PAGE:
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Nick Ayers, expected to be named White House Chief of Staff, turns down the job.

The White House is scrambling to find a replacement for outgoing Chief of Staff John Kelly, after the presumptive replacement rejected the job. As The New York Times reports, “Nick Ayers, the main focus of President Trump’s search to replace John F. Kelly as chief of staff in recent weeks, said on Sunday that he was leaving the administration at the end of the year.” Ayers had been in negotiations with the White House to take the position, but talks broke down over several issues, including how long Ayers was expected to stay on the job. Ayers wanted the job to be temporary while the president preferred a chief of staff willing to commit to at least two years.

Kelly’s tenure as chief of staff had been a tumultuous one, marked by repeated failures to impose the promised order that the former general was hired to bring to the White House. Any successor would face an even more difficulties, given the president’s mounting political troubles.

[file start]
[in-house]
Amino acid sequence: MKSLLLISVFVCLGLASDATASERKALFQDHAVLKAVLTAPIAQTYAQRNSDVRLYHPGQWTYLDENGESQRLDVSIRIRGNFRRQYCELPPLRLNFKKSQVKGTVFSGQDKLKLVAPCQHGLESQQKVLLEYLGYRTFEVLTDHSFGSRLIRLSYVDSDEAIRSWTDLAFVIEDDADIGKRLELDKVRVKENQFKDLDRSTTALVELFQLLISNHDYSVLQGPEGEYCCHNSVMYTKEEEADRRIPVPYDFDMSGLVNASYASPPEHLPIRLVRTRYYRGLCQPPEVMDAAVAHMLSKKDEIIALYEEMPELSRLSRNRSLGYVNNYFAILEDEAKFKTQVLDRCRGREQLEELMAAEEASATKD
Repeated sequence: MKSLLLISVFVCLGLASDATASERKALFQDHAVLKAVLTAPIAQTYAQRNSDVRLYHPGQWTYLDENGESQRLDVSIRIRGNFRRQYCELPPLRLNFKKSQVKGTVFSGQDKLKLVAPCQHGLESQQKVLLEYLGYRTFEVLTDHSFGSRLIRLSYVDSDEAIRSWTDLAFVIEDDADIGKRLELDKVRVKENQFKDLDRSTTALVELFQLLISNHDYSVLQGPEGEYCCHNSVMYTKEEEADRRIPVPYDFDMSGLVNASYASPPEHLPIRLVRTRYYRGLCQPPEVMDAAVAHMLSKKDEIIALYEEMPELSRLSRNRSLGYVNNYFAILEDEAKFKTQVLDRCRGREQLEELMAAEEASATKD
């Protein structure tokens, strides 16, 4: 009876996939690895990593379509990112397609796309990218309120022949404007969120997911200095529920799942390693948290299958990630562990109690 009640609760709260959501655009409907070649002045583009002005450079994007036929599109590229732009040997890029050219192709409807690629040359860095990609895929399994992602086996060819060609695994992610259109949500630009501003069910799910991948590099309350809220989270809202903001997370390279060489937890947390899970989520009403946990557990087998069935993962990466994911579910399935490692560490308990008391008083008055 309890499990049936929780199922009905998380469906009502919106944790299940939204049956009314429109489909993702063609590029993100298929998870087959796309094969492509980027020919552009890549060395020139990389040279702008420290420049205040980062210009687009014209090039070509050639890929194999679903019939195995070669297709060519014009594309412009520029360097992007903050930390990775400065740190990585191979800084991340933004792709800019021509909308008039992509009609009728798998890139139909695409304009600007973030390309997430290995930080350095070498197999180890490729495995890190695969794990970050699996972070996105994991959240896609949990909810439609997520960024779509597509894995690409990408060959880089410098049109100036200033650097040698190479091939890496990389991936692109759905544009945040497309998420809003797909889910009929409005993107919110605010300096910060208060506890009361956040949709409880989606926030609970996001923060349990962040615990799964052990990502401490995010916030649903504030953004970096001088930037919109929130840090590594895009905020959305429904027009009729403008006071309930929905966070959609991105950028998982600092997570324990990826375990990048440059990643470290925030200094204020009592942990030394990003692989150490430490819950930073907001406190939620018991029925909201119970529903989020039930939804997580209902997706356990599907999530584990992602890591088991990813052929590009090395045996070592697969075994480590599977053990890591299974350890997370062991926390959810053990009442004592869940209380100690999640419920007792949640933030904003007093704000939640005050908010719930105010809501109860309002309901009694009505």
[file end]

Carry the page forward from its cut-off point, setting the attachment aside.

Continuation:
“The decision leaves Mr. Trump to contend with fresh uncertainty as he enters the 2020 campaign amid growing danger from the Russia investigation and from Democrats who have vowed tougher oversight, and could even pursue impeachment, after they take over the House next month,” The New York Times notes. “As the president hastily restarted the search process, speculation focused on a group that was led by Representative Mark Meadows, a North Carolina Republican who is the hard-edge chairman of the conservative House Freedom Caucus, but also included the Treasury secretary, Steven Mnuchin; Mr. Trump’s budget director, Mick Mulvaney; and the United States trade representative, Robert Lighthizer.”

By the end of Sunday night, even this shortlist seemed like a grasping at straws since some of the those on it were reportedly not interested in the job. As Politico reporter Nancy Cook tweeted: